Tan: Internal Security Department strikes fear in people. Has the Department ever approached you? What are their methods of dealing with detainees?

CSJ: If your question is whether the ISD has ever tried to arrest me, the answer is no. I do, however, work under the assumption that everything I say and do is being monitored.

Am I perturbed? No.

You need only be afraid of the PAP if you are not sure in your own heart about your own convictions and actions. I have not the slightest doubt that what I am doing for my country is right. I’ve openly challenged the PAP’s authoritarian credentials and called for democratisation in Singapore. How does this threaten national security? You can only intimidate those who allow themselves to be initmidated. I’m not one of them.

How ISD detainees are treated have been documented in various reports published by human rights organisations such as Amnesty International and Human Rights Watch. I’ve documented some of these in my book To Be Free.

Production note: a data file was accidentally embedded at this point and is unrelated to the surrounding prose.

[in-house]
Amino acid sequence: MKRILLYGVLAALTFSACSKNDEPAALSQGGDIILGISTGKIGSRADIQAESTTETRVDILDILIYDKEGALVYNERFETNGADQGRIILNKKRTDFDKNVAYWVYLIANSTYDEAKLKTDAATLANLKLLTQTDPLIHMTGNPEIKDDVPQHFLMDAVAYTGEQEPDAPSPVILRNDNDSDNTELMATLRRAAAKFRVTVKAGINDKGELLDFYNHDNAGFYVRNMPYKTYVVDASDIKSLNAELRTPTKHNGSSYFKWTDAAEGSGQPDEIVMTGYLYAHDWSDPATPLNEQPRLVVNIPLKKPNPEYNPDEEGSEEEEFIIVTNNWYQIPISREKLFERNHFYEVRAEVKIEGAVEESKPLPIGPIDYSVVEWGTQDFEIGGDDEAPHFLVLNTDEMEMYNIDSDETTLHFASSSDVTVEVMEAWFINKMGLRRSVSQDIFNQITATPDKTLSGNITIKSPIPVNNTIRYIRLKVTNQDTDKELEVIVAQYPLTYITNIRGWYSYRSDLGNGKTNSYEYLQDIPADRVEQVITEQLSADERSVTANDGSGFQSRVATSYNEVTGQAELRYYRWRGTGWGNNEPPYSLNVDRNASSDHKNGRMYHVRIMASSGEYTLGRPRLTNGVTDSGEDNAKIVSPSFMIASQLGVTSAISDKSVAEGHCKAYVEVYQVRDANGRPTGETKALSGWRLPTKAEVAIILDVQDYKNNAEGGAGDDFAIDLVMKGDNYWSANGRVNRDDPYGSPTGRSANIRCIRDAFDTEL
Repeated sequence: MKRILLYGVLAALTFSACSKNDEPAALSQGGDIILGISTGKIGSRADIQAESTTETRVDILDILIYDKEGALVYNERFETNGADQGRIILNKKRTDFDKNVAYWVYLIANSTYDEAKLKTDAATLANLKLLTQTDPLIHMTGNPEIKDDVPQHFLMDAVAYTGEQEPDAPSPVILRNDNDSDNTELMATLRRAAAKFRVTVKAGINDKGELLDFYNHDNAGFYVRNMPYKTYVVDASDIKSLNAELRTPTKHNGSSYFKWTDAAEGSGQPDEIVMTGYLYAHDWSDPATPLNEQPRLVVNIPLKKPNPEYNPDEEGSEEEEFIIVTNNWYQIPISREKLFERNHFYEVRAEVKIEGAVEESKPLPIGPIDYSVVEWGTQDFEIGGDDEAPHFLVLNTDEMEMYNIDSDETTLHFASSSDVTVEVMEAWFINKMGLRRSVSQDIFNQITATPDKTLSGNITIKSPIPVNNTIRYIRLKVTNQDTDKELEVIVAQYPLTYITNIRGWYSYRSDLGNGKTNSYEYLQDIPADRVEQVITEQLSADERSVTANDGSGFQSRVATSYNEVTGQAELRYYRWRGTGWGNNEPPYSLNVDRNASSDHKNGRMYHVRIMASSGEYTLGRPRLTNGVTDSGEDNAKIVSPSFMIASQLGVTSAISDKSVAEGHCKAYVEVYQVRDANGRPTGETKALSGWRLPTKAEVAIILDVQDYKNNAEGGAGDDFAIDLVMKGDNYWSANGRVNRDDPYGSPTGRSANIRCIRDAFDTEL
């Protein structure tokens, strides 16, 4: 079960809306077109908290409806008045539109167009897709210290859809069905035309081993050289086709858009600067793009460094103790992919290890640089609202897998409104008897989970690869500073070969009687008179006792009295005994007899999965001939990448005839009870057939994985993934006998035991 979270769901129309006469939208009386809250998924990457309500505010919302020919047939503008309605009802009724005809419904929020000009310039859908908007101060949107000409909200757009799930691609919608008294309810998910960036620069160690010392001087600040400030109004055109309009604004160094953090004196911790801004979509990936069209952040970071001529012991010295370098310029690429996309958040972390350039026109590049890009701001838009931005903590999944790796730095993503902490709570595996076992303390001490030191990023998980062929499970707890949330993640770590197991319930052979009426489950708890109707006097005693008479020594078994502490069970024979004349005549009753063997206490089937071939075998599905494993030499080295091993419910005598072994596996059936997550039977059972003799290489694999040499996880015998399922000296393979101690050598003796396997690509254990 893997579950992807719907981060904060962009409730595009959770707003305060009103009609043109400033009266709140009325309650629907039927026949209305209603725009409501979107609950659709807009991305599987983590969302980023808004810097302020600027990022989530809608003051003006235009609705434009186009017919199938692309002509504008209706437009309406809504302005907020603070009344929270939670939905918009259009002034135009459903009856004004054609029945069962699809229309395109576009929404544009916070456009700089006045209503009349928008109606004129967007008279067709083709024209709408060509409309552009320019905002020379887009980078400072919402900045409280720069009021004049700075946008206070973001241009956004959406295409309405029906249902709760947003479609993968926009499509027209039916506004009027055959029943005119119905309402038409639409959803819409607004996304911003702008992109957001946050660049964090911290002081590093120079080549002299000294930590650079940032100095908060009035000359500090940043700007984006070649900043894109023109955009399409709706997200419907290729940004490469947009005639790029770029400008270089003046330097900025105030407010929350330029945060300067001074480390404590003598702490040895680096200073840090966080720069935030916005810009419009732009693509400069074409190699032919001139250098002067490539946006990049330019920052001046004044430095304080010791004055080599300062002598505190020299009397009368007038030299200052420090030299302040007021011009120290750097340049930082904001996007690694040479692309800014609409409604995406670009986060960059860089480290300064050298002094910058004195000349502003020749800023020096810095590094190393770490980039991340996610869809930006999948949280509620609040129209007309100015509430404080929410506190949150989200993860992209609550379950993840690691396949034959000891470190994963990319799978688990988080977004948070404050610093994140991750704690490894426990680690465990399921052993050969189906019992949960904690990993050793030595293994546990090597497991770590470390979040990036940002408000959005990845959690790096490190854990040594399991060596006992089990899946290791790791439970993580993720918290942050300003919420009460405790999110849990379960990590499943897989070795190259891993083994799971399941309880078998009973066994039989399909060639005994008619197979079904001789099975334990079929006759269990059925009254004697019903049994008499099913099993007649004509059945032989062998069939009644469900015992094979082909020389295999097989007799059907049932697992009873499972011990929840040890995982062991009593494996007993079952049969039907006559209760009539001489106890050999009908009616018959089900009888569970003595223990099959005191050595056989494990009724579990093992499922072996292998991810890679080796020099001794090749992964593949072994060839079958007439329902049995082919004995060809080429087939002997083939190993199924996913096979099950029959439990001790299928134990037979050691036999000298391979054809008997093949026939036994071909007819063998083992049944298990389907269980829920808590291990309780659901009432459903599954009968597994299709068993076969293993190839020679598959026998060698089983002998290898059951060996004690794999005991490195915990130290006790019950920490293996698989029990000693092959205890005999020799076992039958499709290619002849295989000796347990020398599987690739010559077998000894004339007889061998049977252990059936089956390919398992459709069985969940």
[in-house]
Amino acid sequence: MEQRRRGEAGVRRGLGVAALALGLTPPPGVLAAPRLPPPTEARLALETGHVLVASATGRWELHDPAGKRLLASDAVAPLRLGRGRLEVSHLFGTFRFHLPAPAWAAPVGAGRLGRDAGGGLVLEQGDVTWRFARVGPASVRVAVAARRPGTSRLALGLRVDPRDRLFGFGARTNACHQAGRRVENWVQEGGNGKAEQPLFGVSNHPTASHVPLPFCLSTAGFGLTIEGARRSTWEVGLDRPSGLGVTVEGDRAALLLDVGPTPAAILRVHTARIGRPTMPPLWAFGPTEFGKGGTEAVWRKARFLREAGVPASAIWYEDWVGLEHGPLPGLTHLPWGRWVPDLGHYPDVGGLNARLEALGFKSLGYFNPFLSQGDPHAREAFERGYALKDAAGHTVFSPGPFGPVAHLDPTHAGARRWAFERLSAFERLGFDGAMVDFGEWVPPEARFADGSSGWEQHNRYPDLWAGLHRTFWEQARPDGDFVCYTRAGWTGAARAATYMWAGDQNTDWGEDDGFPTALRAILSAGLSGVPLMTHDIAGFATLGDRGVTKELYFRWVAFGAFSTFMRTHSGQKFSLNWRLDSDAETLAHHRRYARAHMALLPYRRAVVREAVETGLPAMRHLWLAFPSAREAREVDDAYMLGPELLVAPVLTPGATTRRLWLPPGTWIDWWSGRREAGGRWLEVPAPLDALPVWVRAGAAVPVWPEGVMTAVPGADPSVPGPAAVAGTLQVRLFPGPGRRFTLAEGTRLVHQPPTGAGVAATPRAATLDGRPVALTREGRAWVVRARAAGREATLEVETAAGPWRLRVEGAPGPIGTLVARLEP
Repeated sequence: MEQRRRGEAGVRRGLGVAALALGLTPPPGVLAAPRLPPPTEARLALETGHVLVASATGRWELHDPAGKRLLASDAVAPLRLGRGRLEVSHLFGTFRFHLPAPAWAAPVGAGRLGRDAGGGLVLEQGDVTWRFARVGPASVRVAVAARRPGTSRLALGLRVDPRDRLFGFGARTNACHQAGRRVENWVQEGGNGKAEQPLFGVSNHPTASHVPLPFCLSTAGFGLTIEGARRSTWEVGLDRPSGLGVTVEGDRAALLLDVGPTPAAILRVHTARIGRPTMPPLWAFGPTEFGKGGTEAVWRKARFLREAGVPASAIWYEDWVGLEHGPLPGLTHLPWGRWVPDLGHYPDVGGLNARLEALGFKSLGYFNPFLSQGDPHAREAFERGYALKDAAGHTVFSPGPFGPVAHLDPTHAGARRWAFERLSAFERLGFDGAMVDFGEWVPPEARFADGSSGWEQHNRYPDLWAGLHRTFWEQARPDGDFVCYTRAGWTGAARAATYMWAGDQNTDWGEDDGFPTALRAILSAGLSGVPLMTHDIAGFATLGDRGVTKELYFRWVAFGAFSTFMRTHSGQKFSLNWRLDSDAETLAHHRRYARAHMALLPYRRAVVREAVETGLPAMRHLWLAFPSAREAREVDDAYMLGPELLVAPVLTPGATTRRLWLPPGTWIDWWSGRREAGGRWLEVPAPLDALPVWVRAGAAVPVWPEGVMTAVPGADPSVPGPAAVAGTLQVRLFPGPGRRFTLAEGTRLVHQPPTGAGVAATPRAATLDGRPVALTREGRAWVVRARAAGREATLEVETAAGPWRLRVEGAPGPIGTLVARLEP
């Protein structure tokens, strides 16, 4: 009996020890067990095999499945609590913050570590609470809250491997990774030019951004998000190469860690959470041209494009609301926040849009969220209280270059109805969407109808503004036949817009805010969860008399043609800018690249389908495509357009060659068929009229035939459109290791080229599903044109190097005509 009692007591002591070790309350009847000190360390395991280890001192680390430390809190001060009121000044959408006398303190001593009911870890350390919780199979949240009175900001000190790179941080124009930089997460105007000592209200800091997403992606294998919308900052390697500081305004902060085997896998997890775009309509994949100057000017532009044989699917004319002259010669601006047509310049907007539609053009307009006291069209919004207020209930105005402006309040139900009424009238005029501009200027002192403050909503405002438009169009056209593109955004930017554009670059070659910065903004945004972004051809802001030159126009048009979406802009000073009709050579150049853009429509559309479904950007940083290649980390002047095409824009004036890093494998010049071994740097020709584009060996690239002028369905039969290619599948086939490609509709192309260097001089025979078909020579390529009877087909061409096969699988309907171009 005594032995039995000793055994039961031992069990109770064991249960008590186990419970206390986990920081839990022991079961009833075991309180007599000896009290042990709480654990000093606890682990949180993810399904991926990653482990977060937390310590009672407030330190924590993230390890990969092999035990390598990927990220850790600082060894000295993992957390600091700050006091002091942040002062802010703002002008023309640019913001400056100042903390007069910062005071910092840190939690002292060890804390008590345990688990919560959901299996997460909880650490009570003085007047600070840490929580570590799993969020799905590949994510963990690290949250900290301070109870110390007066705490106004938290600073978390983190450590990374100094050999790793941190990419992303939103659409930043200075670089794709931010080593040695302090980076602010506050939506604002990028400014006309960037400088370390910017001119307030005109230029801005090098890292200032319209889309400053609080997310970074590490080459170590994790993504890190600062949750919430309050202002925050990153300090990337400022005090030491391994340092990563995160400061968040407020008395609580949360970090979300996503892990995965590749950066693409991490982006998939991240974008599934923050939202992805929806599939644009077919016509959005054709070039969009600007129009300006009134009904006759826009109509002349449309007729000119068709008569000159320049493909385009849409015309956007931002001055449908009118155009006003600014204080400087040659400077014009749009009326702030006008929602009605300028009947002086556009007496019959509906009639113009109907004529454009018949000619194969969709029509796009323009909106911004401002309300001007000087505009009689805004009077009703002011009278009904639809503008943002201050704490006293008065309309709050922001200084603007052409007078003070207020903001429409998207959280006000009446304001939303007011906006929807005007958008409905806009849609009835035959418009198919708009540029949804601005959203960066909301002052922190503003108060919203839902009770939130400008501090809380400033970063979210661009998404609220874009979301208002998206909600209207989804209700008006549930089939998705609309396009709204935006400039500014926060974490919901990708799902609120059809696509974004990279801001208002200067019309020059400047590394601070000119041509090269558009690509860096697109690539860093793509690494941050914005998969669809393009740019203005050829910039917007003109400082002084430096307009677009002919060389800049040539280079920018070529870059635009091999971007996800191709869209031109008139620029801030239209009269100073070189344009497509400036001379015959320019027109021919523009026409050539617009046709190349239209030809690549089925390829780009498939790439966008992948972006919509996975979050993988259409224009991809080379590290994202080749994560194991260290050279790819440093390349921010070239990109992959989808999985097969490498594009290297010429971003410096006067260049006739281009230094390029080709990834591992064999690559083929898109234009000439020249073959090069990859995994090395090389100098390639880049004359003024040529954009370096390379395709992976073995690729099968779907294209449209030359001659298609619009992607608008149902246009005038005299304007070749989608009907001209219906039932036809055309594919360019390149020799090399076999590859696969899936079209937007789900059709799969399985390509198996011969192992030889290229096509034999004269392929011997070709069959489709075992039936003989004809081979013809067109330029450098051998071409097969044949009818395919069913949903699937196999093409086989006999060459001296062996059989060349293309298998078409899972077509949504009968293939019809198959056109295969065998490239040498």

Space and time doesn’t permit me to describe it here. It is enough to say that it is absolutely shameful for a government to treat helpless citizens so despicably.

Having said that, the advent of the Internet and demise of communism has forced the government to think twice about using ISD without attracting intense objection from the international community.

Tan: You were told not to give a speech in public at Raffles Place MRT station but you went ahead with it. Can you tell us what happened later and what were the contents of your speech?

CSJ: Giving a public speech is a right guaranteed under the Singapore Constitution. A right is a right, not a privilege to be bestowed nor prize to be won. It is ours and no government can remove it except in times of emergency and war.